A situation that puts a person’s psychological and physical integrity under threat is called trauma. These can be emotional, sexual and/or physical abuse caused by people around one while growing up (inter-personal). They can also be situations in which one feels helpless; such as accidents, illnesses, medical interventions. Apart from these, wars, natural disasters, deaths, migrations and acts of terrorism are also the cause of trauma.
Trauma from childhood leaves much deeper and permanent traces. The most important cause of childhood trauma is child abuse. Abuse affects the child’s health, physical and psychosocial development. Adults, society or the state, (knowingly or unknowingly) can be the cause of abuse. Girls are likely to be abused three times more than boys. 96% of elders who abuse girls are male, where 80% of the time that person is someone the child knows.
The child tries to cope with the faced threat. The threat initiates the stress response in in the brain and the body, giving the person under threat the means of fighting or escaping the situation (fight/flight response). However, escaping and fighting are usually not possible. The resulting stress response causes the levels of the stress hormone cortisol to increase. When the threat cannot be overcome and/or the threat is repeated for too long periods, cortisol cannot go down to normal levels. Changes occur in cortisol sensitive brain regions (hippocampus, amygdala) occur. This leads to the amygdala hijack; the fight / flight response occurs (gets triggered) with the slightest stimulus even though the child grows and trauma remains in the past;
leading to hypothalamo-pituitary axis disturbances, chronic stress response, chronic cortisol elevation and sympathetic activity predominance.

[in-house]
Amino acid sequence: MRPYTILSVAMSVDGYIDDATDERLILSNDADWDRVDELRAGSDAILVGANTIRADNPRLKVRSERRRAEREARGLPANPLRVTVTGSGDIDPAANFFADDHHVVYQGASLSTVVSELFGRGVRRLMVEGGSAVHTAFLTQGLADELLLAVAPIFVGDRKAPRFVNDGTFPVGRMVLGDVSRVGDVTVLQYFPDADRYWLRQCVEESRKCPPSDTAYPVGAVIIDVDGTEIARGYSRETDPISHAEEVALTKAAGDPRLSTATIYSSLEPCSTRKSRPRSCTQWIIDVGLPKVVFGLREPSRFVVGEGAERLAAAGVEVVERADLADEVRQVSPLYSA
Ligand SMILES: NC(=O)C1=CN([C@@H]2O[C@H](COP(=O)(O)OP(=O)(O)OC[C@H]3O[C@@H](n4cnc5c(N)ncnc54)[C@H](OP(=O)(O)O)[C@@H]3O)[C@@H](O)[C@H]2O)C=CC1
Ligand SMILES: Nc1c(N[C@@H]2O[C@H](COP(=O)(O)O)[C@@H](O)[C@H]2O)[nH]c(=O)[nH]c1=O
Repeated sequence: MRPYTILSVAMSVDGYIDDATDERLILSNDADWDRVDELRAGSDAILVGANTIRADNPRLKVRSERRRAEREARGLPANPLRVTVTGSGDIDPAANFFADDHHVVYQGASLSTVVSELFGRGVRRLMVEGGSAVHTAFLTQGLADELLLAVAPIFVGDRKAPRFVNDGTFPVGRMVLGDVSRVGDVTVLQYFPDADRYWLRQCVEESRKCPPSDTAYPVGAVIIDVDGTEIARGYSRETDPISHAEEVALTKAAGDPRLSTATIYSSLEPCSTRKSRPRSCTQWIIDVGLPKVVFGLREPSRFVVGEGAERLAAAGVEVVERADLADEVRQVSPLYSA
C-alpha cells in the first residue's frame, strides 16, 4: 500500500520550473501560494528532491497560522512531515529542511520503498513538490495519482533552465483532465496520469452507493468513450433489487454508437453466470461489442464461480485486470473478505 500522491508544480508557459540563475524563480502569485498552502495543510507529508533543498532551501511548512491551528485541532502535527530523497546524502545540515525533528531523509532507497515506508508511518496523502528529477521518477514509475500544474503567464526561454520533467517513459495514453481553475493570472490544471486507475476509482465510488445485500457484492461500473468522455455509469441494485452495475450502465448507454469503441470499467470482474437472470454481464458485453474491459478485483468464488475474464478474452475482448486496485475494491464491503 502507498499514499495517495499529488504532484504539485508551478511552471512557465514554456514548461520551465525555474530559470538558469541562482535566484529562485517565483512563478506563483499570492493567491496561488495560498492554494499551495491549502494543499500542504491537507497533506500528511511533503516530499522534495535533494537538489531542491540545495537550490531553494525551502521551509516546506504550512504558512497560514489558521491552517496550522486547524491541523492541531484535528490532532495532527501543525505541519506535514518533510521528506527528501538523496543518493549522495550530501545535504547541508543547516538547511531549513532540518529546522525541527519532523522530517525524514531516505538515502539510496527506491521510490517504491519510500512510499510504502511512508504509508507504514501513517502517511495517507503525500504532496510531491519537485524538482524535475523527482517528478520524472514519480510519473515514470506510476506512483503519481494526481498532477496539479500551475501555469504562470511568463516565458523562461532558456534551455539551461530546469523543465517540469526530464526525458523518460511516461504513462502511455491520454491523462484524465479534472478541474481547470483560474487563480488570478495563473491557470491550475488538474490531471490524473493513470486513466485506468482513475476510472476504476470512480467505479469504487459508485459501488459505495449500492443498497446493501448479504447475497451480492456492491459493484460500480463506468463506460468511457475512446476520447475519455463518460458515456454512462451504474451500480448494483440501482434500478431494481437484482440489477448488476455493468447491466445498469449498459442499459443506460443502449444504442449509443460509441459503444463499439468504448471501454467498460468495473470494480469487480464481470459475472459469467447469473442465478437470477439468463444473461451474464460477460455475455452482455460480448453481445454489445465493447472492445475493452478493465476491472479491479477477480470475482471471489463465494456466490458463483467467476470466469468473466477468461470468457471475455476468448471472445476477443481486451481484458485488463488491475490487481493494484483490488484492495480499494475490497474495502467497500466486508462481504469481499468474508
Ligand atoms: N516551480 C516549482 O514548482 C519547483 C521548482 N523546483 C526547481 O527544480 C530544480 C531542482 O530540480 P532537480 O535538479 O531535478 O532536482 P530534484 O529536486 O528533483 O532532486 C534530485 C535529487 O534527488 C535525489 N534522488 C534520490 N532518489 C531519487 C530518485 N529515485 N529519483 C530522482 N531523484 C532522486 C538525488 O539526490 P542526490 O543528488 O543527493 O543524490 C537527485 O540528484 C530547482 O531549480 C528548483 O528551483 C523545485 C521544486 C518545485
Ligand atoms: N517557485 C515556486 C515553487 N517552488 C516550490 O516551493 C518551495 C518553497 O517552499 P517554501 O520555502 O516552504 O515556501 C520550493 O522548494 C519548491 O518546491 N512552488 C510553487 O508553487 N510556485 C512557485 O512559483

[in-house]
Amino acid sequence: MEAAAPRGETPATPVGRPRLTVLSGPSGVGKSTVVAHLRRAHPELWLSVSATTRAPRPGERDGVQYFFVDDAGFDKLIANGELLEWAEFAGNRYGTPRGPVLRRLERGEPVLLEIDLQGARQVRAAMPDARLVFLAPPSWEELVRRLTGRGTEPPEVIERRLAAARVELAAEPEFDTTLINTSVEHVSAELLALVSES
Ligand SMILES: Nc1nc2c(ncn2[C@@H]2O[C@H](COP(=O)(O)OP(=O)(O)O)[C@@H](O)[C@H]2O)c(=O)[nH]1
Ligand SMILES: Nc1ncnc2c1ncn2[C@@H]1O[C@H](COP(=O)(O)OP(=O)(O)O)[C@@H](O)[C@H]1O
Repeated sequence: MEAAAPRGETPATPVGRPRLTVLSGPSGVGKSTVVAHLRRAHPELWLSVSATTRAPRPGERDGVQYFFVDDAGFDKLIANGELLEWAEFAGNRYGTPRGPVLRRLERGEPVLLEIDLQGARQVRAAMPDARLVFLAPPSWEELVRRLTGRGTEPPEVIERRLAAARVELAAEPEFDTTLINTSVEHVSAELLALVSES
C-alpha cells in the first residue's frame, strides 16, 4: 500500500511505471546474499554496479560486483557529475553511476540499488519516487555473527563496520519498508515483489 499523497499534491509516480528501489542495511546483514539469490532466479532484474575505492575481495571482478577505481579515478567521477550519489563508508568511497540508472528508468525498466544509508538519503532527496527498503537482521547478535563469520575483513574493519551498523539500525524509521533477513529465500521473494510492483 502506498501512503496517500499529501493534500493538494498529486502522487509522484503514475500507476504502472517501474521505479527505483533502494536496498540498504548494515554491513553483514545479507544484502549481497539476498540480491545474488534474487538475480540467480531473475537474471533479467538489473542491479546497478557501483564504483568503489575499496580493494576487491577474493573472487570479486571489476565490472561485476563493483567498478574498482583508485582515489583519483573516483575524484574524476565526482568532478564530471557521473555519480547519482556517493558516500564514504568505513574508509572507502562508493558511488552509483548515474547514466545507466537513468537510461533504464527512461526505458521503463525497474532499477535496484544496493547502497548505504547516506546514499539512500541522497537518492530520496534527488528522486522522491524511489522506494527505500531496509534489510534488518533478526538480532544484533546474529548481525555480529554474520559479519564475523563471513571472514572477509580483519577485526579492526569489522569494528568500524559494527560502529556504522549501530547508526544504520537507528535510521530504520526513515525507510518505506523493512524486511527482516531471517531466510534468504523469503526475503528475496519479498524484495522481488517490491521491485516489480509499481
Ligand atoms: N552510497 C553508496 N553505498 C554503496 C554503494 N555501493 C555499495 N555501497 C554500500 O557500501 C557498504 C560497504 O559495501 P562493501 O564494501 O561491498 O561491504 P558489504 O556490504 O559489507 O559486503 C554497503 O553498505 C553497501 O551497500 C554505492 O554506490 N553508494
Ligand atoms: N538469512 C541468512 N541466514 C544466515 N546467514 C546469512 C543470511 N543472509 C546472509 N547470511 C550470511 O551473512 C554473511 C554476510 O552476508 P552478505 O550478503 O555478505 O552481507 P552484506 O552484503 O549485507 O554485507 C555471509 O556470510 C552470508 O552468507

Post traumatic stress disorder, depression and/or anxiety are well known diseases that can be seen following adversities. There are a myriad of other chronic diseases that can be seen in trauma patients (co-morbid with PTSD, depression and anxiety):
• Smoking and alcohol addiction
• Eating disorders
• Substance addiction
• Tension type headache
• Ischemic heart disease
• Chronic fatigue syndrome
• Irritable bowel syndrome
• Menstrual irregularities
If the person faced with a traumatic situation, is able to seek help, can find support and/or can seek relief/affection by those he/she loves and trusts, the trauma may not cause devastating effects. Getting support and help for coping successfully with difficulties makes it possible to cope with other difficulties in the long run. This is called posttraumatic development and growth. Many successful people have grown through coping with the posttraumatic difficulties and devastation. Thich Naht Hanh summarizes this situation very well:
No mud, no lotus.
Don’t forget that even after the worst, it is always possible to grow, develop and lead a fulfilling life.